Ipsa scientia potestas est. Knowledge itself is Power, claimed Francis Bacon in 1597. Power to grow, to move, to hurt, to surprise, to change.
Also, water itself is power. Power to quench, to refresh, to yield. To create energy, to provoke conflicts, to create life.
Put together the two: Knowledge in the Water sector. It is indeed a powerful thing.
With this knowledge, it is possible to:
- Know how much water I have;
- Know how much water I need;
- Improve hygiene practices and avoid water-born diseases;
- Know of simple low-cost solutions and approaches to making water and sanitation facilities more accessible;
- Avoid incorrect, unhygienic and wasteful practices;
- Save water for other purposes;
- Position toilets in accessible places, respecting gender needs;
- Identify efficient ways to transport water;
- Efficiently operate and maintain a distribution network.
- Optimize a sanitation system;
- Identify efficient management models.
With this knowledge, it is possible to guarantee life.
This same knowledge allows decisions makers to identify projects that are financially, economically, institutionally, environmentally and socially sound. This is not a small thing and this is why it is so important to invest in knowledge, to create capacity, and to build solid institutions.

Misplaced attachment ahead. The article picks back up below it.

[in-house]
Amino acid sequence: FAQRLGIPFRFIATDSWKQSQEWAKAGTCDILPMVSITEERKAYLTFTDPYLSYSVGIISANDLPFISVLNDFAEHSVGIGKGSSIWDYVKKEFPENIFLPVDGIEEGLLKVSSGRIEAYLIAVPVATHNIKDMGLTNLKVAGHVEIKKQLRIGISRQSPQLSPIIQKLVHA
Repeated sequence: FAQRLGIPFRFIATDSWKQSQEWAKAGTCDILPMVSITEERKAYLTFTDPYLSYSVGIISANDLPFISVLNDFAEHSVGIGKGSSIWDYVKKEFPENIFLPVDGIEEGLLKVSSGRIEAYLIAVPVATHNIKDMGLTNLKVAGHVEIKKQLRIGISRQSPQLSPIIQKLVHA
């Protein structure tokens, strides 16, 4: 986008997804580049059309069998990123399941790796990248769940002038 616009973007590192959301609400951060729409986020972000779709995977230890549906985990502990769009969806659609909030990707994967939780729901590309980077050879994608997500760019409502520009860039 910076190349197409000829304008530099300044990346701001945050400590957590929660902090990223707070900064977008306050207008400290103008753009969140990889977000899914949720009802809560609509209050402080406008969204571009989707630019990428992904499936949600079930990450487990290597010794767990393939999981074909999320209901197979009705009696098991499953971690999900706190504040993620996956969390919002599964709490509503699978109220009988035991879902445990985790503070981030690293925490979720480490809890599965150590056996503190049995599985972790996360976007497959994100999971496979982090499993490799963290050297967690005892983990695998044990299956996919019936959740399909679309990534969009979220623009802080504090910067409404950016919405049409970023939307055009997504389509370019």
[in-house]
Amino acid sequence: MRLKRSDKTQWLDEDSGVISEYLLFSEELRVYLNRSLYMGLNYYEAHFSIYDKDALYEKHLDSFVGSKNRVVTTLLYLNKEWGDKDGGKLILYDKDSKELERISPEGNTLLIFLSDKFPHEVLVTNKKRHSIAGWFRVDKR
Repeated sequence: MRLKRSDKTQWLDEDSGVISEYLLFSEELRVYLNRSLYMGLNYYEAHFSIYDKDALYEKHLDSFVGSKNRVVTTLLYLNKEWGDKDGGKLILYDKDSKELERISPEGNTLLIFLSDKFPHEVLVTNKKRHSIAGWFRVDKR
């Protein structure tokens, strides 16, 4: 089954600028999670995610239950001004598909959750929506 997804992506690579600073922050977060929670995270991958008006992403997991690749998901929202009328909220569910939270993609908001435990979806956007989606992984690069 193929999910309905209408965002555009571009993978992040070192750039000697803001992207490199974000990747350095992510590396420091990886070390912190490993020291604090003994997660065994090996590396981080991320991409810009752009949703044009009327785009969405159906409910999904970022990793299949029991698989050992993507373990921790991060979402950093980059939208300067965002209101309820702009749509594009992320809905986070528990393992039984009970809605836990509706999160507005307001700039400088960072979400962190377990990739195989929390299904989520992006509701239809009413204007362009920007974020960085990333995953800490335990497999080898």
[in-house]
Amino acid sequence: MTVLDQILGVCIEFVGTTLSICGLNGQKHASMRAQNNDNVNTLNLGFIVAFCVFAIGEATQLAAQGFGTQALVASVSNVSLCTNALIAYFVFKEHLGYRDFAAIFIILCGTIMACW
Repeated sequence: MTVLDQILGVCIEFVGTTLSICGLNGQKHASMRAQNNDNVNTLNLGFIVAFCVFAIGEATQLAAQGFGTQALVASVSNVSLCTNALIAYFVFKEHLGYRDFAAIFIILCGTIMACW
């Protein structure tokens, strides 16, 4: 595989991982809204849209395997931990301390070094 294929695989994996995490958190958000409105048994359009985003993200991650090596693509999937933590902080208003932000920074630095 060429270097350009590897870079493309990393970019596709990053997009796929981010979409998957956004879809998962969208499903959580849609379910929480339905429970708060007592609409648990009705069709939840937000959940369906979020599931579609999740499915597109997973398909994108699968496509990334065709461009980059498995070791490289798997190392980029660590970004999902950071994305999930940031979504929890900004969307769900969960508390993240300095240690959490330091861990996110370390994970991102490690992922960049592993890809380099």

During the month of September of 2015, the IDB Water and Sanitation Division organized a 3-day event in partnership with the Banco del Estado de Ecuador, to present evaluation methodologies for water and sanitation projects; to ensure that they are financially sustainable, good for the country, and based on sound institutional frameworks.
The Banco del Estado, together with the Secretaria del Agua, are responsible for the execution of a number of programs financed by the IDB in Ecuador, and they are going a long way to improve their internal evaluation systems.
It is already possible to see the first positive, long-lasting results. After all, Knowledge and information management in the water and sanitation sector may not be such a hard nut to crack!
Photo credits: Baie du Mont Saint-Michel, France by Marc Biarnès under license CC BY-NC 2.0
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